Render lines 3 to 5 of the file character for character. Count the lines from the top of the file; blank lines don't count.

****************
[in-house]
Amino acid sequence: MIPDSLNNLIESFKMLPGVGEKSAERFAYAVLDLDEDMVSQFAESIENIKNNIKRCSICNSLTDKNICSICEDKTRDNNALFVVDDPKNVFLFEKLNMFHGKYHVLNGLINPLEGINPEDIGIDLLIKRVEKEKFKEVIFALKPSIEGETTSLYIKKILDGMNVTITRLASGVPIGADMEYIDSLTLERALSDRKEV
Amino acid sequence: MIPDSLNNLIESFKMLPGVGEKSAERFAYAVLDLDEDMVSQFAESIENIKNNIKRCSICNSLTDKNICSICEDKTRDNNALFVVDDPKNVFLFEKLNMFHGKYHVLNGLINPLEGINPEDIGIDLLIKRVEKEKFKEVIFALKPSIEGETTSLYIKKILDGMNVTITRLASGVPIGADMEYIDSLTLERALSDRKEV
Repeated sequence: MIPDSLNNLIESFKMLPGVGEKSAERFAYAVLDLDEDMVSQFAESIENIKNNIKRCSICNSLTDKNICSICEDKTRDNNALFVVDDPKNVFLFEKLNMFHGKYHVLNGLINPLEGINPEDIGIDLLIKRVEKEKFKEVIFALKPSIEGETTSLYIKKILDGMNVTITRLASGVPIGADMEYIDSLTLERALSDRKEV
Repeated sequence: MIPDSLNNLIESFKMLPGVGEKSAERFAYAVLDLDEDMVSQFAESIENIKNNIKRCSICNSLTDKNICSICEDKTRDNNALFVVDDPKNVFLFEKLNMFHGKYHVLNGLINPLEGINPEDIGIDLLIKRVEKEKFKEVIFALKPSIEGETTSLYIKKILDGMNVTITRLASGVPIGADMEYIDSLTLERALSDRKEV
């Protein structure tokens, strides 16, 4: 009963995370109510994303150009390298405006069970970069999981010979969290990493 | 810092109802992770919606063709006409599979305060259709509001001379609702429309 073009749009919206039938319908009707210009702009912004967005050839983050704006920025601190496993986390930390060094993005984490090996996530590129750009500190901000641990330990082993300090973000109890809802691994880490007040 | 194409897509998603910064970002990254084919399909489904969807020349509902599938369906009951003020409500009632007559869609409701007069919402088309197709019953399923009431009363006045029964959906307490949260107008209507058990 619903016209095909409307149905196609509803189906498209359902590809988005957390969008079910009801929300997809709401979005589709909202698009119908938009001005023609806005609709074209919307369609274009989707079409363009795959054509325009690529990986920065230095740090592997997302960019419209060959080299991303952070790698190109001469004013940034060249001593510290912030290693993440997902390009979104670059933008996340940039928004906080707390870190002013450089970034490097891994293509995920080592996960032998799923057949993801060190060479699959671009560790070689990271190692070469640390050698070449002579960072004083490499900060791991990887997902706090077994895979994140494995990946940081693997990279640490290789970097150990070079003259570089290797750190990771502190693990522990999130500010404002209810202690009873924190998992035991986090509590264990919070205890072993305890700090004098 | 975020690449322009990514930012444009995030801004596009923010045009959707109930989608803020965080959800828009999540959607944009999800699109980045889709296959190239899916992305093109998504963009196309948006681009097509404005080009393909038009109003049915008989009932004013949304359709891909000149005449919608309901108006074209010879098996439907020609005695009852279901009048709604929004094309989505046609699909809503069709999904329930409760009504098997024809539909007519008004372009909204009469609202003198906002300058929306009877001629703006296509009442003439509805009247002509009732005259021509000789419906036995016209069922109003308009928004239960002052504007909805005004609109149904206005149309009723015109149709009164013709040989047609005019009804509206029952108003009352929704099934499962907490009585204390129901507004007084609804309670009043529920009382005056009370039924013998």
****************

Amino acid sequence: MIPDSLNNLIESFKMLPGVGEKSAERFAYAVLDLDEDMVSQFAESIENIKNNIKRCSICNSLTDKNICSICEDKTRDNNALFVVDDPKNVFLFEKLNMFHGKYHVLNGLINPLEGINPEDIGIDLLIKRVEKEKFKEVIFALKPSIEGETTSLYIKKILDGMNVTITRLASGVPIGADMEYIDSLTLERALSDRKEV
Repeated sequence: MIPDSLNNLIESFKMLPGVGEKSAERFAYAVLDLDEDMVSQFAESIENIKNNIKRCSICNSLTDKNICSICEDKTRDNNALFVVDDPKNVFLFEKLNMFHGKYHVLNGLINPLEGINPEDIGIDLLIKRVEKEKFKEVIFALKPSIEGETTSLYIKKILDGMNVTITRLASGVPIGADMEYIDSLTLERALSDRKEV
Repeated sequence: MIPDSLNNLIESFKMLPGVGEKSAERFAYAVLDLDEDMVSQFAESIENIKNNIKRCSICNSLTDKNICSICEDKTRDNNALFVVDDPKNVFLFEKLNMFHGKYHVLNGLINPLEGINPEDIGIDLLIKRVEKEKFKEVIFALKPSIEGETTSLYIKKILDGMNVTITRLASGVPIGADMEYIDSLTLERALSDRKEV